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Whose side are you on? STS,
unpolitics and the global non-dialogue
over climate change
Alan Irwin
Social science and the end
of history (again)
’A vast amount of re-assessment is
needed before political leaders make
their way to the Danish capital in
December... The financial crisis and its
aftermath have given a jolt to established
ways of thinking that could and should
prove massively important. We’re at the
end of the end of history.’
Anthony Giddens, March 2009
Social science and climate change
• the economics of climate change (Stern)
• cosmopolitics: standing up for the global
• challenging globalisation
• bringing back the ’ensuring’ state (Giddens)
• environmental (in)justice
• environmental ethics and the public good
‘Technological breakthroughs are
required if fossil fuels are to
become history, yet how should
governments decide which ones to
back? How can they cope with the
fact that the most radical
technological innovations… are
often not foreseen by anybody?’
Giddens, 2009.
• In what ways can climate change be rendered
• What performances are required to evoke the
citizenships of climate change?
• How can climate change be constructed as a
knowable problem?
• How can climate change be acted upon in
material terms?
• What constructions of the economic can be
made solid?
• How can STS be provoked, challenged and
discomfited by the climate issue?
The un-politics of climate change
• Representing/conceptualising
• Creating the epistemological imaginary
• Constructing ethno-epistemic
assemblages and disassemblages
• Institutionalising the issues
• Making democracy material
• Consensusing the globe
Open letter to the G20 London Summit
2009 from the Copenhagen Climate
‘Over the next nine months, we are signing a
contract with future generations. Either decision
makers lay the foundation for sustainable,
economic recovery – or we will hand huge risks
to our children.’
‘The evidence is unequivocal: through human
induced global warming the global ecosystem is
already experiencing potentially irreversible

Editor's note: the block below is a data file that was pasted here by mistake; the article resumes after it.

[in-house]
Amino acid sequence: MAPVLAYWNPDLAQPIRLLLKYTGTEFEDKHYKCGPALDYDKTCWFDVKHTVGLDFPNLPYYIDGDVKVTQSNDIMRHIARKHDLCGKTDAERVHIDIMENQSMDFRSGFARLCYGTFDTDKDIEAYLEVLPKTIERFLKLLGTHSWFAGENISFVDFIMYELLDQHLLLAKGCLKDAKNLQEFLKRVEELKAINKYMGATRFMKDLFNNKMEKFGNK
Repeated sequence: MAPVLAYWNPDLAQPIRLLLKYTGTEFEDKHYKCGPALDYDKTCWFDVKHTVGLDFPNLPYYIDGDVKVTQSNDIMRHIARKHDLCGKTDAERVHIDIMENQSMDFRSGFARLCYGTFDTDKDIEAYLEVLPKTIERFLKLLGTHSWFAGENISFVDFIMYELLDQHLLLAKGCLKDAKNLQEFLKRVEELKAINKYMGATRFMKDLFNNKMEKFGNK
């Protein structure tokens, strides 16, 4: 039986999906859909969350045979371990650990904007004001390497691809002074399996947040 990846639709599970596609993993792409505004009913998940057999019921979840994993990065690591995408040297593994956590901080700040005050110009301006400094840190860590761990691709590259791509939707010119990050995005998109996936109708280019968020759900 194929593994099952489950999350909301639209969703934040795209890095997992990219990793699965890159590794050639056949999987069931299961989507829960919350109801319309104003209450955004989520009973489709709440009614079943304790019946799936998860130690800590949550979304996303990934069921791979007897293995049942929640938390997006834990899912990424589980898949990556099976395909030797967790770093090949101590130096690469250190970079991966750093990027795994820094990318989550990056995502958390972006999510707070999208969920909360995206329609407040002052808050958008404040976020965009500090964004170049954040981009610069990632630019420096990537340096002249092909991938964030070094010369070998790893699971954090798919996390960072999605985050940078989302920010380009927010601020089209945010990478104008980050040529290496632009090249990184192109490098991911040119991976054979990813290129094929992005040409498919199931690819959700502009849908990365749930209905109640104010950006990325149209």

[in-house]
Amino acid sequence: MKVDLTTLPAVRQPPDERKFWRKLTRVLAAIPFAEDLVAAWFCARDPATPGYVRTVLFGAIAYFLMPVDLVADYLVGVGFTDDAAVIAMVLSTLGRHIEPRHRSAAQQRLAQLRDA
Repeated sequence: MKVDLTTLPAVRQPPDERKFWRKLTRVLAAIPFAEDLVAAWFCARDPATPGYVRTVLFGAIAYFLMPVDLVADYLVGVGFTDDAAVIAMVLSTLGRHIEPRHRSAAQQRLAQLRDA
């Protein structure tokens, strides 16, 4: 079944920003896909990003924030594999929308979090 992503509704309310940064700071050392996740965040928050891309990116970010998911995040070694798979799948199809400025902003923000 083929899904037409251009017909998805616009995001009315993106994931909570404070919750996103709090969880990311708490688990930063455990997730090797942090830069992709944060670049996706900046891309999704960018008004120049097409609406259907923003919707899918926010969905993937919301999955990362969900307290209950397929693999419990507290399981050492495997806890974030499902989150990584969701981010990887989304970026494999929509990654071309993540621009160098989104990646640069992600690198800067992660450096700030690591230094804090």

changes leading to health risks, extreme
weather, flooding and drought, and greater
‘Eating British beef is completely safe.
There is no evidence of any threat to
human health caused by this animal
health problem (BSE)… This is the view
of independent British and European
scientists and not just the meat industry..
This view has been endorsed by the
Department of Health.’ (The Times, May 18,
’We believe that this year we are at an historic
crossroads… Either we invest in new
infrastructure and technologies that will help our
economic strength and resilience, or we choose
the infrastructure and technologies of the past.’
’Our choices today will therefore lock us on to a
course that will be very hard to change. It needs
to be right from the outset.’
‘We… as global business leaders, scientists,
and policy-makers, share a common interest in
economic development and the future of our
‘Environment, stability, growth and jobs are not
separate agendas. They are deeply
interconnected. They need shared solutions.’
‘The climate problem has no boundaries: all
States contribute to the problem and all States
are affected by it… There is no more vital or
urgent task. Your meeting in London can be the
’Næsten halvdelen af danskerne tror
ikke, klimaforandringerne er
menneskeskabte…. men dem gider
eliten ikke at tale med.’
Information, 11-12 April 2009. p.1
‘Possibilities and responsibilities’
1. Bringing back the citizens and the
citizenships: linking climate change
and democratic engagement
2. Considering contexts, needs and
3. Dealing with uncertainty: opening up
the epistemological imaginary
4. Engaging with innovation: beyond the
technological lock-in and fix
5. Opening up the economic
‘Possibilities and responsibilities’
6. Cultures of co-construction and closure:
bringing institutional practice into the
7. Challenging consensusness
8. Beyond the ‘Giddens paradox’: climate
change, public welfare and quality of life
9. The unpolitics and non-dialogue of
climate change
10.Provoking STS…